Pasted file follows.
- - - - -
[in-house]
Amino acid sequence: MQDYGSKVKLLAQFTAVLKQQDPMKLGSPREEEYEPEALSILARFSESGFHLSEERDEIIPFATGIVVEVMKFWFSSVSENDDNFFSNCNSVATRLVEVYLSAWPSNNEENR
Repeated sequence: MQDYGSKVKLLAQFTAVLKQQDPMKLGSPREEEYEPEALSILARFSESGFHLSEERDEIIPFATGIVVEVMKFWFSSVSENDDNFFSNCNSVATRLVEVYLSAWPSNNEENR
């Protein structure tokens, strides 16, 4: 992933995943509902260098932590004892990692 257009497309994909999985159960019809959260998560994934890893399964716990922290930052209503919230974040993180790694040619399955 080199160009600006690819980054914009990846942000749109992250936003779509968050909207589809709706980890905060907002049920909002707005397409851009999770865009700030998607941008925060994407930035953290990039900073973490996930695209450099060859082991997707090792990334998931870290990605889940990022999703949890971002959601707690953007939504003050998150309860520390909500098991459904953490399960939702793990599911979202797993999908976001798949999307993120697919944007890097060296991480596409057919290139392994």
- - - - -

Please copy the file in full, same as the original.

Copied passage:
[in-house]
Amino acid sequence: MQDYGSKVKLLAQFTAVLKQQDPMKLGSPREEEYEPEALSILARFSESGFHLSEERDEIIPFATGIVVEVMKFWFSSVSENDDNFFSNCNSVATRLVEVYLSAWPSNNEENR
Repeated sequence: MQDYGSKVKLLAQFTAVLKQQDPMKLGSPREEEYEPEALSILARFSESGFHLSEERDEIIPFATGIVVEVMKFWFSSVSENDDNFFSNCNSVATRLVEVYLSAWPSNNEENR
């Protein structure tokens, strides 16, 4: 992933995943509902260098932590004892990692 257009497309994909999985159960019809959260998560994934890893399964716990922290930052209503919230974040993180790694040619399955 080199160009600006690819980054914009990846942000749109992250936003779509968050909207589809709706980890905060907002049920909002707005397409851009999770865009700030998607941008925060994407930035953290990039900073973490996930695209450099060859082991997707090792990334998931870290990605889940990022999703949890971002959601707690953007939504003050998150309860520390909500098991459904953490399960939702793990599911979202797993999908976001798949999307993120697919944007890097060296991480596409057919290139392994």